In context: The use of conferencing app Zoom has ballooned, going from about 10 million daily users last December to over 200 million as of March. Primarily designed with enterprise customers in mind, it has now spread to the education and private sectors as well.

With so much added attention and use, it was not surprising when reports emerged that the app was leaking personal data and had a flaw that could allow attackers to retrieve users' Windows credentials. Such problems are common when any software gains widespread use, particularly when the program is used in ways that the designers did not foresee.

"Our platform was built primarily for enterprise customers," explained Zoom CEO Eric S. Yuan in a blog post on Wednesday. "We did not design the product with the foresight that, in a matter of weeks, every person in the world would suddenly be working, studying, and socializing from home. We now have a much broader set of users who are utilizing our product in a myriad of unexpected ways, presenting us with challenges we did not anticipate when the platform was conceived."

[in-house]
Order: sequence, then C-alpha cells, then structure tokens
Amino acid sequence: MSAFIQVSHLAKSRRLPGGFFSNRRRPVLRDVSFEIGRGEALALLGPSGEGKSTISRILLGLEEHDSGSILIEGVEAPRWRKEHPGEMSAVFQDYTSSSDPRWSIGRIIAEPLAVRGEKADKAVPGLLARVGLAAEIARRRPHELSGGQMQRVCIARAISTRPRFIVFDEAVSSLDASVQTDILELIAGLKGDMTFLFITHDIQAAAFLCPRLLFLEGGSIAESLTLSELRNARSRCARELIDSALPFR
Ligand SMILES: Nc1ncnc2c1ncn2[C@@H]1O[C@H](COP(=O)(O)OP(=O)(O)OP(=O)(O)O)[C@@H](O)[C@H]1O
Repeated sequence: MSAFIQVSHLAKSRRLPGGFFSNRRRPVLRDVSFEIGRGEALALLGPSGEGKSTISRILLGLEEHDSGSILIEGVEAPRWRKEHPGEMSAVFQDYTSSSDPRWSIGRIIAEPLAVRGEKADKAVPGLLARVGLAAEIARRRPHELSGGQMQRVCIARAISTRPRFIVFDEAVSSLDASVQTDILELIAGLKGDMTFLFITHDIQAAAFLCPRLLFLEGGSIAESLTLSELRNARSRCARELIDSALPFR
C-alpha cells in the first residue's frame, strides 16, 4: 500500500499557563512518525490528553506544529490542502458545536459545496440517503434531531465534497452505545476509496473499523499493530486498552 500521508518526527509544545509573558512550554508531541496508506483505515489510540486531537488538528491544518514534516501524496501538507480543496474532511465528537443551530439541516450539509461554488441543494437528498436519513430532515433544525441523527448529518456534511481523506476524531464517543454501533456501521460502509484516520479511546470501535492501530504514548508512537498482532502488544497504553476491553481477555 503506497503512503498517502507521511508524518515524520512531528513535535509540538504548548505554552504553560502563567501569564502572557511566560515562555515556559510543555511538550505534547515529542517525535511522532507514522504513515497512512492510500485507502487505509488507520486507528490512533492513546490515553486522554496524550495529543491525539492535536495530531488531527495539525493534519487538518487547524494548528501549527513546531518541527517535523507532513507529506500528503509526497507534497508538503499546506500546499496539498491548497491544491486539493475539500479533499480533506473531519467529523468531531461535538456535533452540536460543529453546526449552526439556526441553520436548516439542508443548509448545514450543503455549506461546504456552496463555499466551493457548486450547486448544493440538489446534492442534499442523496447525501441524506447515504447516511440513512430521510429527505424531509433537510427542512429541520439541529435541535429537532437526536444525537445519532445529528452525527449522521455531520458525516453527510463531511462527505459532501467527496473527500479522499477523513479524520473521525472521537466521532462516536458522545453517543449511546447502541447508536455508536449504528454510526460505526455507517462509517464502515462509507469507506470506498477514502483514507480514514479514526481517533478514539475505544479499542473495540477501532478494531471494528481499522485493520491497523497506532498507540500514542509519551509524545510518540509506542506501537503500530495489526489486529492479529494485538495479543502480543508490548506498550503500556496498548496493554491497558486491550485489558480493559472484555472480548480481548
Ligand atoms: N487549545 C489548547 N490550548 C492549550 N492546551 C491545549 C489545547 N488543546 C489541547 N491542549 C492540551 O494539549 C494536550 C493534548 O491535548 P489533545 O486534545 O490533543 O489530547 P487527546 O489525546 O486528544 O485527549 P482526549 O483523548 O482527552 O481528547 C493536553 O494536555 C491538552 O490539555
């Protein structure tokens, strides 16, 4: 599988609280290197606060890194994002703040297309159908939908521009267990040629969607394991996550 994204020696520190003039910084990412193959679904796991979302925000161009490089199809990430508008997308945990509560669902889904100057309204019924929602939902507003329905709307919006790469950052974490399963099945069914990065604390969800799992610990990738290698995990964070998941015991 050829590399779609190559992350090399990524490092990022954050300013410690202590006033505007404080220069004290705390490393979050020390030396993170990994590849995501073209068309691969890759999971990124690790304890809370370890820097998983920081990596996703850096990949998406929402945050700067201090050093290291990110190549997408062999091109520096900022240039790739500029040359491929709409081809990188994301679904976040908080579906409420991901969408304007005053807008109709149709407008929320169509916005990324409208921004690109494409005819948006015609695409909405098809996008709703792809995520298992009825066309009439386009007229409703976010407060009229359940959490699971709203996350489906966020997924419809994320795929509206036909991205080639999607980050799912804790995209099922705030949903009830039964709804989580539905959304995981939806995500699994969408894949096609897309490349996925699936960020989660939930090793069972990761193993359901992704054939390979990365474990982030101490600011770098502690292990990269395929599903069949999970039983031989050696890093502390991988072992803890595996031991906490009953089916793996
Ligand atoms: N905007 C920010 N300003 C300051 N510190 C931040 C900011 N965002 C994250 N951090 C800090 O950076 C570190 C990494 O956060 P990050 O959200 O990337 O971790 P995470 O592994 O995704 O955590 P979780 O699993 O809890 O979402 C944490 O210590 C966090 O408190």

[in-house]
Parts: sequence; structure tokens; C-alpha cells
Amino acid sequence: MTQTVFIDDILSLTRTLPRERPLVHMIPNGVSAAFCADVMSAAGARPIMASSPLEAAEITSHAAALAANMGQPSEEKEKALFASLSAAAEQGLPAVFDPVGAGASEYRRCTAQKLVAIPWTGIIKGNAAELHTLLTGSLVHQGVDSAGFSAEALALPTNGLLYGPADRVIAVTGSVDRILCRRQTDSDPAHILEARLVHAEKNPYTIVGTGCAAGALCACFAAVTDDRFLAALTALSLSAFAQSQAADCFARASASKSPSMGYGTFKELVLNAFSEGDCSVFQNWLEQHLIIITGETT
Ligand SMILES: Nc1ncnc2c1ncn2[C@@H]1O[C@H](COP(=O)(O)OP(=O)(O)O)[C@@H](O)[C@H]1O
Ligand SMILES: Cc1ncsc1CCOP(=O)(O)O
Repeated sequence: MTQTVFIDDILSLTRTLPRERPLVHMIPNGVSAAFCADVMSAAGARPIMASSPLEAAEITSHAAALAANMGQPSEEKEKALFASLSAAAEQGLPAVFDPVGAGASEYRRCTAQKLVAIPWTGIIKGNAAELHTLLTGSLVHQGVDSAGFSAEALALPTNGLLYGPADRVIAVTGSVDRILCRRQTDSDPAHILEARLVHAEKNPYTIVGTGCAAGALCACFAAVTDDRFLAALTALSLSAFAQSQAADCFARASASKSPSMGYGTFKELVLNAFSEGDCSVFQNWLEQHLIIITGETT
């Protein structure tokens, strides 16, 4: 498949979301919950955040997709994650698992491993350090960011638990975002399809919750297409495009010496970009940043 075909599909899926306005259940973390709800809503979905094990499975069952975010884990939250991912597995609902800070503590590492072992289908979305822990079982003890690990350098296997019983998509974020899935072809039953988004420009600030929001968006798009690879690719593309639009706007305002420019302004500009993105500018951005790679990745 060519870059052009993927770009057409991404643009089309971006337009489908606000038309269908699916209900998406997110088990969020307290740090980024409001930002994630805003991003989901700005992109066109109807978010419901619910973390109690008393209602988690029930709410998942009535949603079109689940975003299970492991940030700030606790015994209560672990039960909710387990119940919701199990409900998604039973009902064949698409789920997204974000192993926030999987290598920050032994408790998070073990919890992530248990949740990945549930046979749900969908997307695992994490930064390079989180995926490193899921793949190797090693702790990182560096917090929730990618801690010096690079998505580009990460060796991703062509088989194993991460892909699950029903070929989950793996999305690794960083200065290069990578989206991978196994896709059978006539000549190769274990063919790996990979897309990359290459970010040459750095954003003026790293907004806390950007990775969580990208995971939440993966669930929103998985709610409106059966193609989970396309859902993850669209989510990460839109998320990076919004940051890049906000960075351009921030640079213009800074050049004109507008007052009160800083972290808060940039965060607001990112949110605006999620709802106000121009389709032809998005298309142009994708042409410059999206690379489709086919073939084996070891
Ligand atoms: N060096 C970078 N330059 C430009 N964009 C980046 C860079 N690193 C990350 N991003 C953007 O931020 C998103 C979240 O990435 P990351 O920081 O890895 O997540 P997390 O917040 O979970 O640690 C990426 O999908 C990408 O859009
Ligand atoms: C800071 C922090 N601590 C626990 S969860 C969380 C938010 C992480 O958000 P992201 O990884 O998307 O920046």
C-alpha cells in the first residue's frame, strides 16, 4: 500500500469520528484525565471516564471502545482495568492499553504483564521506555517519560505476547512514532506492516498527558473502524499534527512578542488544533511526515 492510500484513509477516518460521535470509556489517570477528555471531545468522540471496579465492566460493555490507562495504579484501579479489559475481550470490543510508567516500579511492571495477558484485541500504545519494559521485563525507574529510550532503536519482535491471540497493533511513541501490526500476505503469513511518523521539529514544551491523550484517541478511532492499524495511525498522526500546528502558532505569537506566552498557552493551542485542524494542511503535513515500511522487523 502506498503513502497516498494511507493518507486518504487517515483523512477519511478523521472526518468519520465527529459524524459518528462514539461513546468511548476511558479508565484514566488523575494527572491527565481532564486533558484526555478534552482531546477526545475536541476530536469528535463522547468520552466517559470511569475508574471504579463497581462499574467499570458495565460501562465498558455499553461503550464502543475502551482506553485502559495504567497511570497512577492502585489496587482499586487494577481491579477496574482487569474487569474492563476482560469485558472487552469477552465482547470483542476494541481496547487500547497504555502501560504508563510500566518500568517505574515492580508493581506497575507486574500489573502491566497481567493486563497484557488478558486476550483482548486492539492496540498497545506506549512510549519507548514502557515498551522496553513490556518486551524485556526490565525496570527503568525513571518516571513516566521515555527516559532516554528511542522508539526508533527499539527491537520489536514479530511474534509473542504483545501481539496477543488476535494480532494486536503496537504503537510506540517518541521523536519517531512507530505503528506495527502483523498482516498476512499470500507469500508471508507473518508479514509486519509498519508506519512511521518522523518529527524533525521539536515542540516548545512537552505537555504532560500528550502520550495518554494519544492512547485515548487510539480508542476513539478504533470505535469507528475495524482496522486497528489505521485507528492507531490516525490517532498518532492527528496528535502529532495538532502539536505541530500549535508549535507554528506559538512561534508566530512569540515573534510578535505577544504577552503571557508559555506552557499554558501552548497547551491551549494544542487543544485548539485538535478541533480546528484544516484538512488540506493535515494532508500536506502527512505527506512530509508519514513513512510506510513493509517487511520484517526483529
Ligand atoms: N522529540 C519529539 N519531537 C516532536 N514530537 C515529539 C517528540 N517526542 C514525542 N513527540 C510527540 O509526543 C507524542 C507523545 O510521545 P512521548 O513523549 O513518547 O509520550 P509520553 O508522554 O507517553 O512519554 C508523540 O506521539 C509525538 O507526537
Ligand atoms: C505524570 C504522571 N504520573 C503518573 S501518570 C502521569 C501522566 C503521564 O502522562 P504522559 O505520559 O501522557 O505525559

Of course, that does not excuse the security failures nor mitigate the blowback from the public, nor should it. Yuan said that the company is committed to fixing these issues and looking for others that may be related to the unexpected rise in consumer use. So for the next three months, the developers will freeze work on current feature updates and focus solely on hardening the security of Zoom.

Yuan also said that the company would be transparent about the changes it makes and problems that it finds.

"Transparency has always been a core part of our culture," the CEO said. "Starting next week, I will host a weekly webinar on Wednesdays at 10am PT to provide privacy and security updates to our community."

Those interested in joining the webinar can sign up on Zoom's website.

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